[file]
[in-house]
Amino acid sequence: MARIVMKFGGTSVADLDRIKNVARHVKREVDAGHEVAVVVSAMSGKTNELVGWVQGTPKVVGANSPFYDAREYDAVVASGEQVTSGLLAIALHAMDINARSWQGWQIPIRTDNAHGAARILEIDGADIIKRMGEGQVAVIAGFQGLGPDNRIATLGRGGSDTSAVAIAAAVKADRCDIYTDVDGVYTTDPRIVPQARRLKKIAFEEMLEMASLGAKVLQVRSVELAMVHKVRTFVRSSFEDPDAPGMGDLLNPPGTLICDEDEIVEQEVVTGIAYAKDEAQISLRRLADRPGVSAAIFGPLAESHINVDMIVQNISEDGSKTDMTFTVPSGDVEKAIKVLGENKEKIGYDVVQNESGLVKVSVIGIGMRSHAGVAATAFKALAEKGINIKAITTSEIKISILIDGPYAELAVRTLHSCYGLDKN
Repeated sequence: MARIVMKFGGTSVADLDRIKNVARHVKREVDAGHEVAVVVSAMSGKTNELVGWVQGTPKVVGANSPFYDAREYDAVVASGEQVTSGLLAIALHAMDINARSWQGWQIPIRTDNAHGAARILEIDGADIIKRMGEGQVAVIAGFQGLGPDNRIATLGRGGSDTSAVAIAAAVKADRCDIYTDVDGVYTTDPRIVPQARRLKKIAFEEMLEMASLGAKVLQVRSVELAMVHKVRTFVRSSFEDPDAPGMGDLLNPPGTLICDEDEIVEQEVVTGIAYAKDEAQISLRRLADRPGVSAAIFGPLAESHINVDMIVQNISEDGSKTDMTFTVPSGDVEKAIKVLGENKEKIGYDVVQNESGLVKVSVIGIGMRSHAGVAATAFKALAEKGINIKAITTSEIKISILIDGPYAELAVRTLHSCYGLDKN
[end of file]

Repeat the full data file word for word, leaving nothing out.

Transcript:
[in-house]
Amino acid sequence: MARIVMKFGGTSVADLDRIKNVARHVKREVDAGHEVAVVVSAMSGKTNELVGWVQGTPKVVGANSPFYDAREYDAVVASGEQVTSGLLAIALHAMDINARSWQGWQIPIRTDNAHGAARILEIDGADIIKRMGEGQVAVIAGFQGLGPDNRIATLGRGGSDTSAVAIAAAVKADRCDIYTDVDGVYTTDPRIVPQARRLKKIAFEEMLEMASLGAKVLQVRSVELAMVHKVRTFVRSSFEDPDAPGMGDLLNPPGTLICDEDEIVEQEVVTGIAYAKDEAQISLRRLADRPGVSAAIFGPLAESHINVDMIVQNISEDGSKTDMTFTVPSGDVEKAIKVLGENKEKIGYDVVQNESGLVKVSVIGIGMRSHAGVAATAFKALAEKGINIKAITTSEIKISILIDGPYAELAVRTLHSCYGLDKN
Repeated sequence: MARIVMKFGGTSVADLDRIKNVARHVKREVDAGHEVAVVVSAMSGKTNELVGWVQGTPKVVGANSPFYDAREYDAVVASGEQVTSGLLAIALHAMDINARSWQGWQIPIRTDNAHGAARILEIDGADIIKRMGEGQVAVIAGFQGLGPDNRIATLGRGGSDTSAVAIAAAVKADRCDIYTDVDGVYTTDPRIVPQARRLKKIAFEEMLEMASLGAKVLQVRSVELAMVHKVRTFVRSSFEDPDAPGMGDLLNPPGTLICDEDEIVEQEVVTGIAYAKDEAQISLRRLADRPGVSAAIFGPLAESHINVDMIVQNISEDGSKTDMTFTVPSGDVEKAIKVLGENKEKIGYDVVQNESGLVKVSVIGIGMRSHAGVAATAFKALAEKGINIKAITTSEIKISILIDGPYAELAVRTLHSCYGLDKN